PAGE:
The first military and civilian wound research centre of its kind in the world was officially opened at the Institute of Translational Medicine, as part of the Queen Elizabeth Hospital in Birmingham today, aiming to minimise the psychological and physical impact of scarring among armed forces personnel and civilians wounded in terrorist attacks. The Scar Free Foundation Centre for Conflict Wound Research is a ground-breaking national facility that marks a vital step in achieving the charity’s goal of achieving scar free healing within a generation.
The new world-class centre has the potential to improve the lives of the estimated 4.5 million people in the UK who currently live with a physical scar which affects their wellbeing. Scarring has a particularly significant long-term impact on survivors of conflict and terrorist attack, with more than 6,000 members of the British armed forces having been seriously injured or scarred in recent conflicts.
Veterans who have survived physical injury are also at greater risk of experiencing mental health problems. The new centre will support the creation of bespoke psychosocial interventions to help veterans and their families adjust to living with scars.
Building on the UK’s leading role in wound healing and regenerative research, the new centre will bring together scientists and clinicians to investigate the body’s healing process following trauma common to conflicts and attack (chemical, burn and blast injury). Over 480 patients, many of them injured veterans, will take part in research over the next three years, and the expert team will spearhead the development of new psychological, clinical and biological treatments including:
- The first clinical trial of a battle-ready, transportable dressing, which can be used in the field of conflict to help the skin heal with reduced scarring – this has potential civilian use e.g. at the scene of traffic accidents and other severe trauma.
- Pilot of tailored psychological treatments to help seriously injured Armed Forces personnel cope with life with an altered, scarred appearance. This project will involve veterans from recent operations in Iraq and Afghanistan, recruited through The CASEVAC Club (which represents injured veterans – pictured above).
- Development of improved laser treatment to correct historic scarring amongst veterans and civilians.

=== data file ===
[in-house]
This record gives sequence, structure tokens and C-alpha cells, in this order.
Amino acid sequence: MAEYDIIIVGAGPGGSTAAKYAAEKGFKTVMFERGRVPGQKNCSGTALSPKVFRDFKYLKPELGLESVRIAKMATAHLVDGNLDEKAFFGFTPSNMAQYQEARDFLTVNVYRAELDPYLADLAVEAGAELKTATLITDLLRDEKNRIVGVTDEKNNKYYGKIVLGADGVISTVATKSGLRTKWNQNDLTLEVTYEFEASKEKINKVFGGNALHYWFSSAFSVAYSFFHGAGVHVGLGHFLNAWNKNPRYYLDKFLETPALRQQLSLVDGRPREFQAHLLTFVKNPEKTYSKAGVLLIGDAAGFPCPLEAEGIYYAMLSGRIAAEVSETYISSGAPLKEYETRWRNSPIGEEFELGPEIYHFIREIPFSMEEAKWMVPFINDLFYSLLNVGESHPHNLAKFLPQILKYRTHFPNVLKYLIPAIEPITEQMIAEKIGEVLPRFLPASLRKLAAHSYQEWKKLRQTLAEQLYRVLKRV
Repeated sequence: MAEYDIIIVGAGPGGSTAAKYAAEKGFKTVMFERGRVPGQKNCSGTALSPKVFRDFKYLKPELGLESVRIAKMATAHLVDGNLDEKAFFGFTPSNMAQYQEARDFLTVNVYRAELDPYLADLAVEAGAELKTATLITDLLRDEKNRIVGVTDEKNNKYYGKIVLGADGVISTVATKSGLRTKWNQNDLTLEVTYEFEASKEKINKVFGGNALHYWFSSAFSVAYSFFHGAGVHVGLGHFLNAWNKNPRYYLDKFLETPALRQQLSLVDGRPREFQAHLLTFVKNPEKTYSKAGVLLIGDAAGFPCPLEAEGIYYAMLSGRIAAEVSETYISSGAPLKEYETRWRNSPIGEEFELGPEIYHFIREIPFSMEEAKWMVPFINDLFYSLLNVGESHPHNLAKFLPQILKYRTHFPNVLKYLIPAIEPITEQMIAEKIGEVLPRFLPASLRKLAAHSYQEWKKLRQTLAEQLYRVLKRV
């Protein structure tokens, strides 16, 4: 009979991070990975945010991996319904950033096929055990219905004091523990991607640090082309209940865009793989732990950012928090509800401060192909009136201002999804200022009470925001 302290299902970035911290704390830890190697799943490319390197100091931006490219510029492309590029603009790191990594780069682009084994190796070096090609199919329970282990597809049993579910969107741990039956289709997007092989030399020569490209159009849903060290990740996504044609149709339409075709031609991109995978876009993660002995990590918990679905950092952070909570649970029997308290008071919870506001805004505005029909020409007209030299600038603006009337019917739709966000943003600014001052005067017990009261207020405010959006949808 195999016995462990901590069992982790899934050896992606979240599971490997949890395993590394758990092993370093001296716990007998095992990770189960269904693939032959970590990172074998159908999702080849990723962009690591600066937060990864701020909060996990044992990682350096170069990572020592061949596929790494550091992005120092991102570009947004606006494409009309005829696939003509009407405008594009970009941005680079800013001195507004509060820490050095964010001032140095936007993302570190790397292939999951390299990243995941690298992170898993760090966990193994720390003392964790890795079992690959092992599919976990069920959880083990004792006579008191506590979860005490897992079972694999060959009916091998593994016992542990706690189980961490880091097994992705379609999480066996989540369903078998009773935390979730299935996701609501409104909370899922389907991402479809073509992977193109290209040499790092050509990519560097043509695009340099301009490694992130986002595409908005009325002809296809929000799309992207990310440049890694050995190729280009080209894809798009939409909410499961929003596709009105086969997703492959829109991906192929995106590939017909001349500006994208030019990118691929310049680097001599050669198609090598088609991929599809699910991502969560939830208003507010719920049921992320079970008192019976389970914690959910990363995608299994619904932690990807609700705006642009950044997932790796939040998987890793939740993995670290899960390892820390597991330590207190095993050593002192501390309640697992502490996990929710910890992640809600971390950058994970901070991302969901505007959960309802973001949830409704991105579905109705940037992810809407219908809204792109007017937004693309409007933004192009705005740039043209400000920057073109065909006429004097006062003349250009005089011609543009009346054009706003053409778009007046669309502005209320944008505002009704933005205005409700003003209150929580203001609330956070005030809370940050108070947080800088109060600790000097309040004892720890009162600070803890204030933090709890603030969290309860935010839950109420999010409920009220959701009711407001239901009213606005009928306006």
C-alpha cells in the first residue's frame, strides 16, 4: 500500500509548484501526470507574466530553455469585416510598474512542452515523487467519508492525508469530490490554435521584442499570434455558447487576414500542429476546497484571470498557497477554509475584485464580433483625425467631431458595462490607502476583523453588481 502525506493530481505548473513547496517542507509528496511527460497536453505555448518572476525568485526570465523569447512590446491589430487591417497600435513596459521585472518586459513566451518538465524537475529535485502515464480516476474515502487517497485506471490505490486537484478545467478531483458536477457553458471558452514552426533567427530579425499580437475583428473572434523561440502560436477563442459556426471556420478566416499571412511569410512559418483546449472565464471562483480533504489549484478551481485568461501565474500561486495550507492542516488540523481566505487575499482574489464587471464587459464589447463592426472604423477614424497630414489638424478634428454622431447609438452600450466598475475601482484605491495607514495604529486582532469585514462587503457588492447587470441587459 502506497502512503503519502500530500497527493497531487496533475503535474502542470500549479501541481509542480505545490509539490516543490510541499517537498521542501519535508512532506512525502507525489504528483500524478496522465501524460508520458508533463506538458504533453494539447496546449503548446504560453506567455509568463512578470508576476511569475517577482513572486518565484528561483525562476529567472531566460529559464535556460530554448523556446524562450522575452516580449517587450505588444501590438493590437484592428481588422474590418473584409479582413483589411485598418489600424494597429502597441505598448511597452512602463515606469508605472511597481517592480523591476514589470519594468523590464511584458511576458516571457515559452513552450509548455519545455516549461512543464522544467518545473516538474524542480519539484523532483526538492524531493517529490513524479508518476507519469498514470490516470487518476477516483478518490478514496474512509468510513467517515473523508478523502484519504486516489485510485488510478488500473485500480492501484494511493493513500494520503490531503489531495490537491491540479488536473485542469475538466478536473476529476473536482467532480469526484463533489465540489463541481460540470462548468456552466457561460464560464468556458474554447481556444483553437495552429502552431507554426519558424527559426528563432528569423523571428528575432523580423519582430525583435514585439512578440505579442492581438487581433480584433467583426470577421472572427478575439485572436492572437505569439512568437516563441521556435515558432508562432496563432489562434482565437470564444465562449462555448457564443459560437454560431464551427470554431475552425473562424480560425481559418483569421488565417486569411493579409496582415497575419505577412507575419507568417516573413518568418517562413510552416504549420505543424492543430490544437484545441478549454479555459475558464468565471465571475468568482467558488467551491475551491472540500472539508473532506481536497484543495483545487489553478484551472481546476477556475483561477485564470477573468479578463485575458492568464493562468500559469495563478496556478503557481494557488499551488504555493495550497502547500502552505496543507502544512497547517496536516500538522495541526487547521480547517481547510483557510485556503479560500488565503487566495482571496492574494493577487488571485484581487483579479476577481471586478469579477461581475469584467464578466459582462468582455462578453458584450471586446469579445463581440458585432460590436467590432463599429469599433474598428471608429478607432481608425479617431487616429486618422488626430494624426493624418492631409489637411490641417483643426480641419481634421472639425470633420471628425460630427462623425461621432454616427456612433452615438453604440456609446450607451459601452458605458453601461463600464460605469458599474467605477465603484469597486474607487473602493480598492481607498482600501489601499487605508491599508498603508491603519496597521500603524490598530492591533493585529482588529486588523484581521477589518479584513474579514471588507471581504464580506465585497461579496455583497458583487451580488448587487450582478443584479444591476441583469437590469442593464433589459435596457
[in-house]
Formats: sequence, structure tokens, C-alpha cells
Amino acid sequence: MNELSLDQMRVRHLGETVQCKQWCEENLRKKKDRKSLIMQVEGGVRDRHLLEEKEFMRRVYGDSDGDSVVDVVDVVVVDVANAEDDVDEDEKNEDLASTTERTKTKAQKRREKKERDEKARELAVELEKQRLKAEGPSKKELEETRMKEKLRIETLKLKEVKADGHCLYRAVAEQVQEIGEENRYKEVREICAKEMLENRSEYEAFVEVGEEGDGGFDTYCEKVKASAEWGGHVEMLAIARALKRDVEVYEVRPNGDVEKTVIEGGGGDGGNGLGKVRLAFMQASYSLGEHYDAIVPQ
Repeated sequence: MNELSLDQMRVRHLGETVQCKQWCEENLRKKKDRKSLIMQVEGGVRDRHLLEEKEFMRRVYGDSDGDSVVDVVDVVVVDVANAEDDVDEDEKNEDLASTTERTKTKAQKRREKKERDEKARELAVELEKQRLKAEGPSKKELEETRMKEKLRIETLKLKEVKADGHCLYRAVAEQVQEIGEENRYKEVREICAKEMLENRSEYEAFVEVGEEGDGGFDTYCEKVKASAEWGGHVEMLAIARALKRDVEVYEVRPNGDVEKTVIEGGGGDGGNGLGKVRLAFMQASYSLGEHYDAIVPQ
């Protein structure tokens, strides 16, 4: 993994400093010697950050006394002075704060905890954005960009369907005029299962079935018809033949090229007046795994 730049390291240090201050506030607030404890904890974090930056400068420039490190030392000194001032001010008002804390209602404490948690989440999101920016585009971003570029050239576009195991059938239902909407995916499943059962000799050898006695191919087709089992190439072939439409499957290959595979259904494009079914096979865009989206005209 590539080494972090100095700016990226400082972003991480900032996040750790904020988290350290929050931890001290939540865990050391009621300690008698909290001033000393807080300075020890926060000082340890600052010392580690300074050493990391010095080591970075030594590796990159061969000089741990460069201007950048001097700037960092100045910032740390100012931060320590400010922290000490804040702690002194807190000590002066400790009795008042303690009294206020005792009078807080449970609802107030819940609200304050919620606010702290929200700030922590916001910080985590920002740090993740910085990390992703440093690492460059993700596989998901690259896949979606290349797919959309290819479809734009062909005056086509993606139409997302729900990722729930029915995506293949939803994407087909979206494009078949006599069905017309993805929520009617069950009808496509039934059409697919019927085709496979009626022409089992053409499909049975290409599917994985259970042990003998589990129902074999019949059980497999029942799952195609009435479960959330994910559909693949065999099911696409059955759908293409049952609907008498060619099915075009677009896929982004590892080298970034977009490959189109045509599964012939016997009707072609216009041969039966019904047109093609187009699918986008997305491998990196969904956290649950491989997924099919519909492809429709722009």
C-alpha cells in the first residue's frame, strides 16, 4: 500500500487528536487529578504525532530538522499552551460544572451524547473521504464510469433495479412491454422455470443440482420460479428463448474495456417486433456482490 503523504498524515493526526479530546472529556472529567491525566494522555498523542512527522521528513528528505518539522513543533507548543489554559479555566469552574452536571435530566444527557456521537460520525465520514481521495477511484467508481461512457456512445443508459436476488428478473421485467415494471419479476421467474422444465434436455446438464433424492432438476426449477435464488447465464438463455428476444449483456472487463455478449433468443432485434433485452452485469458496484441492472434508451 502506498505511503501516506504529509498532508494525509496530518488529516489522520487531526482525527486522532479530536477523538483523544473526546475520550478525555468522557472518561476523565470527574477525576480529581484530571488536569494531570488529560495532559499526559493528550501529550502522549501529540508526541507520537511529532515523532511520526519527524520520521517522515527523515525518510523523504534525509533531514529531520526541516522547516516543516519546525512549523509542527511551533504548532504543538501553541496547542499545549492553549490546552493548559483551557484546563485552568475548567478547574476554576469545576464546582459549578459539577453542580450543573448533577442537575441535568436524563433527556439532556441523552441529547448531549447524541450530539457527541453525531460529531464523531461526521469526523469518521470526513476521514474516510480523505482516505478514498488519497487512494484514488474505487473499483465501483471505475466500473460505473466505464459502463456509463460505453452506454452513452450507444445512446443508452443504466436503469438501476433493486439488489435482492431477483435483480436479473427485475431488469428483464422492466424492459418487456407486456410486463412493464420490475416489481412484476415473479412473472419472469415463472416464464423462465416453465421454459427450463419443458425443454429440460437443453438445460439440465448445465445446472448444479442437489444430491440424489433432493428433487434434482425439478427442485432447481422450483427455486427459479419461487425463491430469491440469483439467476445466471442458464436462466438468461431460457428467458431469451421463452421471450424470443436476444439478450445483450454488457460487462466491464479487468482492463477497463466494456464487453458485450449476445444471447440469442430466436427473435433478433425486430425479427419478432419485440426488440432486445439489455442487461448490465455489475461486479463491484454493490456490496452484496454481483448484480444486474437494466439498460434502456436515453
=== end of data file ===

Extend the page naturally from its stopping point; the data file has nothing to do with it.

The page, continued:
Brendan Eley, Chief Executive of the Scar Free Foundation, said:
“The physical and emotional effects of scarring are serious and often life changing. Our aim is to deliver scar free healing within a generation by establishing a pioneering programme of medical research in the UK. The launch of this centre is an important part of achieving our goal, and by working with world leading experts, scientists, and researchers, we are discovering revolutionary new treatments that will transform the lives of millions worldwide.”
The Scar Free Foundation Centre for Conflict Wound Research has been established in partnership with Birmingham Health Partners founder members the University of Birmingham and University Hospitals Birmingham NHS Foundation Trust, as well as the Centre for Appearance Research at the University of the West of England, and The CASEVAC injured veterans club. Crucially, the centre will be closely integrated with a wider network of academic and clinical institutions in the UK and beyond to ensure that the work is inclusive and at the forefront of scarring research.”
Professor Naiem Moiemen, Director of The Scar Free Foundation Centre for Conflict Wound Research, said:
“We are delighted to host the new Scar Free Foundation Centre for Conflict Wound Research here in Birmingham. It builds upon our ongoing partnership with the Scar Free Foundation since June 2012, with the Centre for Burns Research. We are honoured to be able to continue our work with Scar Free and are committed for the long-term to achieve the Scar Free Foundation’s mission to achieve scar free healing within a generation.”
Research undertaken at The Scar Free Foundation centre will cost £4.8 million over three years. This is being funded by the Chancellor using LIBOR funds of £3 million – the largest grant announced in the final round of LIBOR funding – alongside an additional £1.5 million from the Foundation’s partners, including the Ana Leaf Foundation and JP Moulton Charitable Foundation.
The work carried out is actively supported by senior armed forces personnel including the Chief of the Defence Staff and the Surgeon General. Other Armed Forces charities including Help for Heroes, Royal British Legion and Forces in Mind Trust are also cooperating in research activity.”